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What Congress Should Be Asking Of BP

By       Message James Raider     Permalink
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Congress is performing its requisite role on the nation's worst environmental disaster. Congressmen from both sides of the political divide attack BP with a certain resolute and earnest energy that plays well for the cameras, and may provide some traction with the folks back home. For the long term, this circus in Washington is actually dropping the ball on behalf of America.

Rep. Bart Stupak (D-MI), and Rep. Henry Waxman (D-CA), led the charge with repeated accusations and other attempts to extract a response from BP's CEO, Tony Hayward. With his company's stock trading at about $31, well below half of the high it once enjoyed, Hayward looked and acted lost and confused as he deflected questions. The optics were also negative as he disavowed any knowledge of events that might have led to the calamity that killed 11 of his employees. Unfortunately for America, he provided nothing that could be used against him in any court of law.

It may be useful for Congress to become educated through these hearings and perhaps oversight bodies will be pressed to actually do their jobs in future, however, the nature of the questions serves little purpose toward ensuring the long term reparations that will inevitably need to be provided to all those who have really incurred losses on the Gulf Coast.

For purposes of grandstanding, Congress is getting itself stuck in macro details that in effect leave Hayward and his Board of Directors off the hook.

Here is the direction the Congressional questions should take and why:

The most critical element in the management of a corporation is the structure of its executive lines of command.

When a CEO issues instructions, missives, or policies, and re-structures the company, as he or she deems appropriate to implement plans to achieve the company's mission, the line of command and its "walking papers," are clearly delineated, stated and evident.

Whether such instructions are in writing or verbal, each senior manager is given direction and parameters. The trickle down process permeates the corporation, and unless there is abject incompetence, even in a quarter-trillion dollar enterprise like BP, each employee from the CFO to the local technician knows his or her job. Each employee understands the scope of the decisions he or she can make.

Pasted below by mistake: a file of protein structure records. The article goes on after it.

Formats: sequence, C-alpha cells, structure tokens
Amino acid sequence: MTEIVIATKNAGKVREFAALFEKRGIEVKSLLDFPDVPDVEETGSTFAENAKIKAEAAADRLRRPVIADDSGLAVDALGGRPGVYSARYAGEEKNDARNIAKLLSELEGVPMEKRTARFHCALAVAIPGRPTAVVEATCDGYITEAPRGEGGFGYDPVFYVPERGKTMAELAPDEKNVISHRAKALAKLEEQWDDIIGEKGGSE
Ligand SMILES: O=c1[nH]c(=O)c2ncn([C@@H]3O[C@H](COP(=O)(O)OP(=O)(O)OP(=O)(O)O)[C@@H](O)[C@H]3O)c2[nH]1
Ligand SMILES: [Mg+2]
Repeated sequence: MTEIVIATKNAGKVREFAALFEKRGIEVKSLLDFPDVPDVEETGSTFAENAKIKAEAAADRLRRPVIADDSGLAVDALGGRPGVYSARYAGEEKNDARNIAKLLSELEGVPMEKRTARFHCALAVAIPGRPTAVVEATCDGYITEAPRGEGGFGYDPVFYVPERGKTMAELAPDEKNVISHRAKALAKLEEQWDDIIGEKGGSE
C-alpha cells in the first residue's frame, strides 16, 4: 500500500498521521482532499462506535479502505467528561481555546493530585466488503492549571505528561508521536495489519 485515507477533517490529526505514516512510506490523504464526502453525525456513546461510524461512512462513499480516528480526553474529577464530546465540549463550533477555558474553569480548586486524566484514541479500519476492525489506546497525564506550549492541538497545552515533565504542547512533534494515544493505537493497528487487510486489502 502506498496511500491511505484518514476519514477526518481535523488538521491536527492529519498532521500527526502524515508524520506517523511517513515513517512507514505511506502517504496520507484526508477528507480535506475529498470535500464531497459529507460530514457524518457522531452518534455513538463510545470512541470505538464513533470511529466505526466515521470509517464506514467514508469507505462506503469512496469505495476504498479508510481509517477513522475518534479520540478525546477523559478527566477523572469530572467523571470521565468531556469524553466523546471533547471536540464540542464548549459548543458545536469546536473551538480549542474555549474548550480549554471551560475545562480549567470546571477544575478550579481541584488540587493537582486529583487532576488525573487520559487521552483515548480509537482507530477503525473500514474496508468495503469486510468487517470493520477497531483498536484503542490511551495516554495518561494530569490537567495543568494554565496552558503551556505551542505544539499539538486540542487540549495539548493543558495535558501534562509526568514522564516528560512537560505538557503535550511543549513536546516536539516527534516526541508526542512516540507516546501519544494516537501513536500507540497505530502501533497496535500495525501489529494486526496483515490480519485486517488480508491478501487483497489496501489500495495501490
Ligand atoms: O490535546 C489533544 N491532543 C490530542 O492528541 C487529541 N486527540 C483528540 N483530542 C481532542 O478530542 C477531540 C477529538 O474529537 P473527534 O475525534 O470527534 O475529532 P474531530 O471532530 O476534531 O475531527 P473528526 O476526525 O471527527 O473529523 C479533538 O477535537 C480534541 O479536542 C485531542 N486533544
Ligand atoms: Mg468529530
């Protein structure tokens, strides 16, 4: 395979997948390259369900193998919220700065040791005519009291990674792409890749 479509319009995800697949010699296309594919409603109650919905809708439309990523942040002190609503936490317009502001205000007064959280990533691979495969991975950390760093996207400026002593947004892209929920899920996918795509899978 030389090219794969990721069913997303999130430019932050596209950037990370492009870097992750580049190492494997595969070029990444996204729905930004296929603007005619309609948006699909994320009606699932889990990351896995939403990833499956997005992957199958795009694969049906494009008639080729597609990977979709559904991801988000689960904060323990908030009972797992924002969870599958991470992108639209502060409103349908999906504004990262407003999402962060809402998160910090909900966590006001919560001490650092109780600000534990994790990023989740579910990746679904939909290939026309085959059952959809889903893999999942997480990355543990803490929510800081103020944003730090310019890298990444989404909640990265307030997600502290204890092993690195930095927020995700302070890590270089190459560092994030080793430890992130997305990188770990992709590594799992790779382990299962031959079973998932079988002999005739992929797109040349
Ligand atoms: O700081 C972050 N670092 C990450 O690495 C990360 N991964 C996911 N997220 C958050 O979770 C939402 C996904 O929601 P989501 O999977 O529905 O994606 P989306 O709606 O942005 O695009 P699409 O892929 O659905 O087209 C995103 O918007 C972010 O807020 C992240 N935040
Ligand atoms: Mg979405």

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This may sound obvious, however Congress it ignoring this critical reality as it discharges indignant shame toward BP. Stupak and his committee should delve into Tony Hayward's decision and policy distribution process. The sub-committee should question how Hayward has actualized his leadership of one of the world's largest corporations. Congress should pull evidence on how and how much responsibility has been delegated to each executive, and how the process is in turn pushed down the various lines of command.

With such facts in hand, the legal process can place responsibility on specific individuals who will not be able to pull a "Tony-Hayward-side-step" once the details are collected. If there has been willful negligence or worse, the specific details pertaining to the chain of command will become critical to extracting cash and compensation - through legal means. Knowledge on the decision process will provide Congress much clout that it currently doesn't have. The information will provide legal recourse.

Congress will also need to make sure that along the path of assigning blame to specific employees, it doesn't make the mistake of destroying a whole company. In most large corporations there are some bad apples. Even if the rot goes to the very top of the company including its Board of Directors, this rarely means the whole company is blamable or culpable.

Congress should take care that it does not destroy the world's fourth largest refiner. There are countries like China waiting on the sidelines who would welcome a "fire sale" on BP's assets, and who would welcome overnight expansion into the Gulf's oil and gas reserves. Congressional and White House rhetoric should temper itself, and act with a little more command of common sense.

James Raider writes The Pacific Gate Post

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Meanderings through senior executive offices in the corporate worlds of high tech and venture capital, have provided fodder for an inquisitive pen and foraging mind. James Raider writes:

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